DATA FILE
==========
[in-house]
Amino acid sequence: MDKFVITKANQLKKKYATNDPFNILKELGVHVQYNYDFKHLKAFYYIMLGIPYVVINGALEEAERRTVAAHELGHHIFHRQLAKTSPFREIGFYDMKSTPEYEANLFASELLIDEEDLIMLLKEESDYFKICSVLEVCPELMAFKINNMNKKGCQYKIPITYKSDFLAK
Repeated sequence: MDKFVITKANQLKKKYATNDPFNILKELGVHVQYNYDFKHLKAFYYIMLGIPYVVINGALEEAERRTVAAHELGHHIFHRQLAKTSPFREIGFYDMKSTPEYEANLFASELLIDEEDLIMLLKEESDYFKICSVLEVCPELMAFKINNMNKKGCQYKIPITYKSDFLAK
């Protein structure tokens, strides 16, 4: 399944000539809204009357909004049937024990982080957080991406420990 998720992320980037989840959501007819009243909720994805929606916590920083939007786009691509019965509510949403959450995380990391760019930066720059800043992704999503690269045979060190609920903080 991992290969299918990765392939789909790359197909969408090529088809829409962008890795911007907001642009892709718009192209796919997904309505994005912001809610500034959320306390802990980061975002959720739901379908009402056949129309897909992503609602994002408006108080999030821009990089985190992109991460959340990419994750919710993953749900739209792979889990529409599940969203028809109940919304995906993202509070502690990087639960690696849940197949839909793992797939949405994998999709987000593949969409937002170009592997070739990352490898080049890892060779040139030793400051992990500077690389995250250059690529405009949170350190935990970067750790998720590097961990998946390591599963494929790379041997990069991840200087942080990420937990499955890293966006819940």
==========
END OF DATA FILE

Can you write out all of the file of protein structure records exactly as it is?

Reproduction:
[in-house]
Amino acid sequence: MDKFVITKANQLKKKYATNDPFNILKELGVHVQYNYDFKHLKAFYYIMLGIPYVVINGALEEAERRTVAAHELGHHIFHRQLAKTSPFREIGFYDMKSTPEYEANLFASELLIDEEDLIMLLKEESDYFKICSVLEVCPELMAFKINNMNKKGCQYKIPITYKSDFLAK
Repeated sequence: MDKFVITKANQLKKKYATNDPFNILKELGVHVQYNYDFKHLKAFYYIMLGIPYVVINGALEEAERRTVAAHELGHHIFHRQLAKTSPFREIGFYDMKSTPEYEANLFASELLIDEEDLIMLLKEESDYFKICSVLEVCPELMAFKINNMNKKGCQYKIPITYKSDFLAK
């Protein structure tokens, strides 16, 4: 399944000539809204009357909004049937024990982080957080991406420990 998720992320980037989840959501007819009243909720994805929606916590920083939007786009691509019965509510949403959450995380990391760019930066720059800043992704999503690269045979060190609920903080 991992290969299918990765392939789909790359197909969408090529088809829409962008890795911007907001642009892709718009192209796919997904309505994005912001809610500034959320306390802990980061975002959720739901379908009402056949129309897909992503609602994002408006108080999030821009990089985190992109991460959340990419994750919710993953749900739209792979889990529409599940969203028809109940919304995906993202509070502690990087639960690696849940197949839909793992797939949405994998999709987000593949969409937002170009592997070739990352490898080049890892060779040139030793400051992990500077690389995250250059690529405009949170350190935990970067750790998720590097961990998946390591599963494929790379041997990069991840200087942080990420937990499955890293966006819940």